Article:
“Okay, I didn’t sign THE LETTER when I was asked 9 days ago why I could see in 90 seconds that it was a fatuous and important trap that would only overwhelm the people he was supposedly trying to reach – and I said a lot,” tweeted Richard Kim, corporate director of HuffPost.
But what I don’t understand are the smaller group of people who obviously worked hard on those words and released them with great seriousness, pride and five. That arrogance is really what makes this moment deliciously fun
– Richard Kim (@RichardKimNYC) July 7, 2020
The letter’s production process began about a month ago, writer Thomas Chatterton Williams told the Washington Post. Williams, Harper’s columnist who helped drive the effort, said about 20 people contributed the language with the letter before it was sent out for signatures.
“We wanted the document to reflect the reality that many people who are not old whites share these concerns,” said Williams, who is black. He added that support for the letter was organically collected.
“It wasn’t intended as a prize or a definitive list of people who believe in these things,” he said. “But he was trying to show a wide range of voices, experiences, ideologies, ages and everything else, all being unified in the commitment to a set of principles that I find rather controversial.”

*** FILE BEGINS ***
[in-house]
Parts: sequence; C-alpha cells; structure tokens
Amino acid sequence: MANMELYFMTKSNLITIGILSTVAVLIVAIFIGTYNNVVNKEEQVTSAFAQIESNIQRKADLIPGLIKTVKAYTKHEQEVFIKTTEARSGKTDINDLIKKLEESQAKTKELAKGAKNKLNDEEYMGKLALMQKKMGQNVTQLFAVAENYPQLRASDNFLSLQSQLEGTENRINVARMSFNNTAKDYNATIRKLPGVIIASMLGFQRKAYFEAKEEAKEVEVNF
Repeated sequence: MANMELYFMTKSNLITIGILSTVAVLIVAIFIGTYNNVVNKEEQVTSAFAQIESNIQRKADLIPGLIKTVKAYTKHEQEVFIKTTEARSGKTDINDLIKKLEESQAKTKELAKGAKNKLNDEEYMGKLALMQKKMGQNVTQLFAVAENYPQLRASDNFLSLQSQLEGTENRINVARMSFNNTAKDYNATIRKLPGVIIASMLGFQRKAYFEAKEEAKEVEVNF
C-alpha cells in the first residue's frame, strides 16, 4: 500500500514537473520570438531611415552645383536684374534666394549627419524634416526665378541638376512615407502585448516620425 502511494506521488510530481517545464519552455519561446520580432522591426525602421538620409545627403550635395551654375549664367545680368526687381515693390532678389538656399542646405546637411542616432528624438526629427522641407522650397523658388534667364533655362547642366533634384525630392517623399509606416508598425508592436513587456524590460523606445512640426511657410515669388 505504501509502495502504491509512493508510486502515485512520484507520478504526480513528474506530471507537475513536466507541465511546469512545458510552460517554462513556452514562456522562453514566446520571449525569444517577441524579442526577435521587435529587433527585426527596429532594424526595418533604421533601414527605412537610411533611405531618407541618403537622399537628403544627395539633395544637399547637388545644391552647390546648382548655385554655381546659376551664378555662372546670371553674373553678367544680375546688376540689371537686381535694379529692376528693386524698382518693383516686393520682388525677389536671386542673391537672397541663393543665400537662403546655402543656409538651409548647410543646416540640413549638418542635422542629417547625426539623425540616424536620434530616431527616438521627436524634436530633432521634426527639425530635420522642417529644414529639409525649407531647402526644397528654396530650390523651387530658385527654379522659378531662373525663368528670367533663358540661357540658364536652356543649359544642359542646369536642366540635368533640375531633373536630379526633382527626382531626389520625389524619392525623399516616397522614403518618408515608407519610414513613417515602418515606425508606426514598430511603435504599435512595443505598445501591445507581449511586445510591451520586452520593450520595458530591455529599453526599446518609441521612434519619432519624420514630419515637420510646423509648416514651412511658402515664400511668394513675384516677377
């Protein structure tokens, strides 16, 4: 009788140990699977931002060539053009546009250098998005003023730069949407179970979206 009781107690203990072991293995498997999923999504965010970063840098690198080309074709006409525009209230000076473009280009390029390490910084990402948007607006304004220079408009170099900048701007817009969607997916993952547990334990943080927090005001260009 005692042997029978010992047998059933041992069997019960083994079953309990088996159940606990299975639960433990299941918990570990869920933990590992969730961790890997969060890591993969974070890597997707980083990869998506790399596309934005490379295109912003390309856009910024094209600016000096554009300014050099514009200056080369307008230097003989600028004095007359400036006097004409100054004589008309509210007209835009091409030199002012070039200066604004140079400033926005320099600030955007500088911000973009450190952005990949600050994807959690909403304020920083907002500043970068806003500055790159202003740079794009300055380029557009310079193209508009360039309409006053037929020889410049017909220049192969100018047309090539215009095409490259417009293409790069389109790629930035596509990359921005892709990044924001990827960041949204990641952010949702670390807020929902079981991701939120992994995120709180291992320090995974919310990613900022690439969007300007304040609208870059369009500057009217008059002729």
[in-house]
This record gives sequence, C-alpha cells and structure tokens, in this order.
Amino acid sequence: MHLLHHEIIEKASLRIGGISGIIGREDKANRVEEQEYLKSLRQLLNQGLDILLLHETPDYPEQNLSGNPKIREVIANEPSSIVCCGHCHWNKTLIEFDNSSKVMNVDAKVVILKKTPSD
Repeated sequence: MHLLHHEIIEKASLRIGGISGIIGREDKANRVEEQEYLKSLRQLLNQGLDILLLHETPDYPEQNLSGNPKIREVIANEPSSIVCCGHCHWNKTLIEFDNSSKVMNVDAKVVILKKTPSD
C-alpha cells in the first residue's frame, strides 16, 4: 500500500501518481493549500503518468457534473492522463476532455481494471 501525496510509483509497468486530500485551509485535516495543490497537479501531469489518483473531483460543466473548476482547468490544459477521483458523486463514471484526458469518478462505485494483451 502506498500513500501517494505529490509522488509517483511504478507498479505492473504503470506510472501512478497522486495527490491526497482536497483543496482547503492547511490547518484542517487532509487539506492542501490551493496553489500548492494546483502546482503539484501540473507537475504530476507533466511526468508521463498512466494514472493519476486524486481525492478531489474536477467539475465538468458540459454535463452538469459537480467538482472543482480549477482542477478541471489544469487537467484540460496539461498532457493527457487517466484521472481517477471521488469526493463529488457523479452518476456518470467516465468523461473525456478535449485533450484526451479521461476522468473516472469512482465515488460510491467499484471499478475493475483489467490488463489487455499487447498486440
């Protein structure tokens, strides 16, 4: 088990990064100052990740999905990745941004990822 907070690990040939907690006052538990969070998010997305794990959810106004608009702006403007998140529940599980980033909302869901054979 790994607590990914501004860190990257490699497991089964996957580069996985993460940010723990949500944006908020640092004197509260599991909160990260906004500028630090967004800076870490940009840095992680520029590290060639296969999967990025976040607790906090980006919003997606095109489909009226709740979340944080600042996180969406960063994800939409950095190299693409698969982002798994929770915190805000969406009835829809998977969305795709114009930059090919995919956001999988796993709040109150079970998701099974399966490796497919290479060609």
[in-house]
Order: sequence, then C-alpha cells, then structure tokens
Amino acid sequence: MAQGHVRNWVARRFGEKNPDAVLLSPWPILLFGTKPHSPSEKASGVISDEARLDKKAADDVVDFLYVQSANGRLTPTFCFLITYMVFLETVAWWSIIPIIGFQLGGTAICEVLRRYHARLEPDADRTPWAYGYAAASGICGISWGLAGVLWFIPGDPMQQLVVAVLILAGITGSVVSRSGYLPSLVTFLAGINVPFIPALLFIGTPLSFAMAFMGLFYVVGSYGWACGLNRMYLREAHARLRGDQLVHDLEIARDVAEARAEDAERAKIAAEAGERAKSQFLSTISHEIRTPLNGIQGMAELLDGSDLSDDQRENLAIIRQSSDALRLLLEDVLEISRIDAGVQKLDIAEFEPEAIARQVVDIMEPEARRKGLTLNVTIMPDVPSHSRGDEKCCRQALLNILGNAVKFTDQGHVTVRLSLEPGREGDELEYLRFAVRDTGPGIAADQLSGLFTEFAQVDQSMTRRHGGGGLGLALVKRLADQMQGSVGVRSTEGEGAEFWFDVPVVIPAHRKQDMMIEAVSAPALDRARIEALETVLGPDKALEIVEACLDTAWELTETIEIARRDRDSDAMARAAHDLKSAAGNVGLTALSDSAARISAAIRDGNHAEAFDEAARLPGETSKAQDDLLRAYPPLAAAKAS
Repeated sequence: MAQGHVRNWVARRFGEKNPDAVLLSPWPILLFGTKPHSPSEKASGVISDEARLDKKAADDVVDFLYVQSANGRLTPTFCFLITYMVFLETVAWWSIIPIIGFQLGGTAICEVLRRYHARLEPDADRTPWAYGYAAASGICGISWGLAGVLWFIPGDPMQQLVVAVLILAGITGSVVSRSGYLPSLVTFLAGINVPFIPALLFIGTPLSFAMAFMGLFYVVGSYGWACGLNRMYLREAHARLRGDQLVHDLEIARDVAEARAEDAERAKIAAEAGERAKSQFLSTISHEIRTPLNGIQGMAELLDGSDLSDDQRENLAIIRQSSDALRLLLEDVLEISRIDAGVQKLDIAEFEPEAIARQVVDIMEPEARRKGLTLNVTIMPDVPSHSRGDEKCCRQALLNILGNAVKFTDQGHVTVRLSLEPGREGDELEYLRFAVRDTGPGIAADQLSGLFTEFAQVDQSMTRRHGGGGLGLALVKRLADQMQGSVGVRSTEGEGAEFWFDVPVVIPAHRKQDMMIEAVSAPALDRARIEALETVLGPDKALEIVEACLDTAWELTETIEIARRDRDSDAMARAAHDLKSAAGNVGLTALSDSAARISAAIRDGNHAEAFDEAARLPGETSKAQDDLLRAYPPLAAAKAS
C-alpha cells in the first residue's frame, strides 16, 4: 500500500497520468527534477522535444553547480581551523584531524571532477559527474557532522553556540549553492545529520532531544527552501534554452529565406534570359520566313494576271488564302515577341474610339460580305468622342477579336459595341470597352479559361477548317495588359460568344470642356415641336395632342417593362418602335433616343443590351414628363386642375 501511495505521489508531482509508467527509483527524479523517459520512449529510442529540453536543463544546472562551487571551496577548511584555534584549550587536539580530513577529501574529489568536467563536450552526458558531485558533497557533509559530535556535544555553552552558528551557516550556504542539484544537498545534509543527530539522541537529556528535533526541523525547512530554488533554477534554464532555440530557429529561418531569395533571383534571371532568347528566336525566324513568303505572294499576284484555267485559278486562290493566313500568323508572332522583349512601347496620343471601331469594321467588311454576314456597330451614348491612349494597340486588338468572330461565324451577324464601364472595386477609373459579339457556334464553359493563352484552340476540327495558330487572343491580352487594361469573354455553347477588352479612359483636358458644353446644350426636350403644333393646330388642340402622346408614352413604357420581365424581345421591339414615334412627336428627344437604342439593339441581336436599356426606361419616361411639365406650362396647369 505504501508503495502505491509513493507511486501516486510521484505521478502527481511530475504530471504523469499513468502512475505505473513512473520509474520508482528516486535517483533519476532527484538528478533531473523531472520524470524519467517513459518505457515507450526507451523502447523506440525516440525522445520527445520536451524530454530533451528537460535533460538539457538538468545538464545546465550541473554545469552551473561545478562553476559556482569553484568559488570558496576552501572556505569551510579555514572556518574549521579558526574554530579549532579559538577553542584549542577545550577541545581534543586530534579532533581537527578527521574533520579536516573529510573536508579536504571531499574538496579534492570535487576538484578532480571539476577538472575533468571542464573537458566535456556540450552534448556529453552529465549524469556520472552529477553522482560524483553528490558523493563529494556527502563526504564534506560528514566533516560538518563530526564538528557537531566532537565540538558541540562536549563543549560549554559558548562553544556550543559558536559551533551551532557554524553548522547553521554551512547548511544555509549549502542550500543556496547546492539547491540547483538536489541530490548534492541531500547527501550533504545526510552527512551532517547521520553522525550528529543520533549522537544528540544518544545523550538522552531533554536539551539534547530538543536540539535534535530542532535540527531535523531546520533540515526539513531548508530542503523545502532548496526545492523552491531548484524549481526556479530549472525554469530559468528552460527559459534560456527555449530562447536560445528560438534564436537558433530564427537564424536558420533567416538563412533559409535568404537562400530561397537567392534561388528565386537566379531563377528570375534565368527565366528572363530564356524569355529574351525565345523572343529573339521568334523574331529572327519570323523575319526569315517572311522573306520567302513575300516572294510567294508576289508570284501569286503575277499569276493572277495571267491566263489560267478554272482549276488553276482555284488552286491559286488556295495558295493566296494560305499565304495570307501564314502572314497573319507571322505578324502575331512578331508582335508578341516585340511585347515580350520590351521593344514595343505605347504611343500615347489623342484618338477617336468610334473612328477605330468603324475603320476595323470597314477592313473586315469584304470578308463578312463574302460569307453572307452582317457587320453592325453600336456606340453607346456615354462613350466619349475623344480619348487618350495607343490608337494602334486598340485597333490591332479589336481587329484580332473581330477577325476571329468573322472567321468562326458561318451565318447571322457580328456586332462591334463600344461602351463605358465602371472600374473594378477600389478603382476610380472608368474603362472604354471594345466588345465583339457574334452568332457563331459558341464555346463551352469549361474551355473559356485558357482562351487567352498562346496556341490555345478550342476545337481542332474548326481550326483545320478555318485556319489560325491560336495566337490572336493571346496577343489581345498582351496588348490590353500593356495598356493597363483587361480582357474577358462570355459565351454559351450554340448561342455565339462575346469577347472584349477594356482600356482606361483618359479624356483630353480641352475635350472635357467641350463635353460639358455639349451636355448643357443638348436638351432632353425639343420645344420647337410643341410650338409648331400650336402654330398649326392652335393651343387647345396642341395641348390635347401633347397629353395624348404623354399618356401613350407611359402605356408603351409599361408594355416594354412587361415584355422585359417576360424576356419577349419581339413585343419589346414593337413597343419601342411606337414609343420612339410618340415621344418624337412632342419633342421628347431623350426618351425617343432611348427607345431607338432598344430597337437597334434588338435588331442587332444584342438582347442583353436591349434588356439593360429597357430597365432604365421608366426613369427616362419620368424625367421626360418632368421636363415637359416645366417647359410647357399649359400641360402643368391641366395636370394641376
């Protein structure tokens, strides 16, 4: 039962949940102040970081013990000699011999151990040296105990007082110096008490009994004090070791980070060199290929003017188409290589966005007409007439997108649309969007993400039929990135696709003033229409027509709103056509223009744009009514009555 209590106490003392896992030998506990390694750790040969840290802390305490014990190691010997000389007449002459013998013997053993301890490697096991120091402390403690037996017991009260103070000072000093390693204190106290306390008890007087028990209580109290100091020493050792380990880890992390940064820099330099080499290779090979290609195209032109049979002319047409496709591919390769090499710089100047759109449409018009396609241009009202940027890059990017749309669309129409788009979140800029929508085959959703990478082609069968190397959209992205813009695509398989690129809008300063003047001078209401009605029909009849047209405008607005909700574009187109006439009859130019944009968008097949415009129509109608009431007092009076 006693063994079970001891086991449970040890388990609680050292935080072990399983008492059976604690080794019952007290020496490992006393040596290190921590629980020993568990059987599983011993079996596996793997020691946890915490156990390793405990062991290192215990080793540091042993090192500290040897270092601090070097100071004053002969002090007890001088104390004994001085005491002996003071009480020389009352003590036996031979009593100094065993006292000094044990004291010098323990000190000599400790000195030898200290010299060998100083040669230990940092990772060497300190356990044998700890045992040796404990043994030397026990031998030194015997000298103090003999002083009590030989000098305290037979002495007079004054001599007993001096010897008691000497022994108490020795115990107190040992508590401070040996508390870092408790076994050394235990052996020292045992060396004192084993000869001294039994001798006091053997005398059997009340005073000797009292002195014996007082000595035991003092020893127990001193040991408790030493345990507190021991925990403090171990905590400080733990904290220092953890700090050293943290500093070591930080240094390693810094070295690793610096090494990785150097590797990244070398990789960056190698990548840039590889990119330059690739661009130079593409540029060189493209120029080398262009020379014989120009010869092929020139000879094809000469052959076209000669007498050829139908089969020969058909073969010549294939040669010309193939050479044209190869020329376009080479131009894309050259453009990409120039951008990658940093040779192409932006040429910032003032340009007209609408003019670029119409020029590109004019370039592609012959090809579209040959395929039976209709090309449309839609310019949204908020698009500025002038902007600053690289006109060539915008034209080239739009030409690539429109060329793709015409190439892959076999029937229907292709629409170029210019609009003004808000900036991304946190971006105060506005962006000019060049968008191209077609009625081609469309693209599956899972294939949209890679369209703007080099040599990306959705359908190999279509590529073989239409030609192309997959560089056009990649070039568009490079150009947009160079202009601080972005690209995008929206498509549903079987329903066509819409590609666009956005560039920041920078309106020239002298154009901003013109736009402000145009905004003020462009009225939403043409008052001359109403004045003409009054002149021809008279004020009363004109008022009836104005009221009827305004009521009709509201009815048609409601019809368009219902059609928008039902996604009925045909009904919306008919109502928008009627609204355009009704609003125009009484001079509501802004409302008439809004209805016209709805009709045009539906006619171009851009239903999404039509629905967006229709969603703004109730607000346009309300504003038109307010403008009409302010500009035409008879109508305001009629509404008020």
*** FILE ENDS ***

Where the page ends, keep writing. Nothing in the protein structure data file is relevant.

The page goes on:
Richard Thompson Ford, a Stanford Law School professor and one of the signatories of the letter, told The Post in an email that Williams had sent him the text and asked for approval. Ford, who is also black, said he signed the letter because “he thought it was important and necessary”.
“I have witnessed too many cases of fierce killing for defendable if ideologically unorthodox ideas or relatively minor violations of political etiquette,” he said. “This is more true for Trumpian conservatives than anyone else, but it is also true for some progressives.”
The letter aims to denounce President Trump as “a real threat to democracy”, describing him as a “powerful ally” for the “illiberal forces” that are “gaining strength worldwide”.
“But the resistance must not be allowed to harden into its own mark of dogma or coercion – which the right wing demagogues are already exploiting,” says the letter.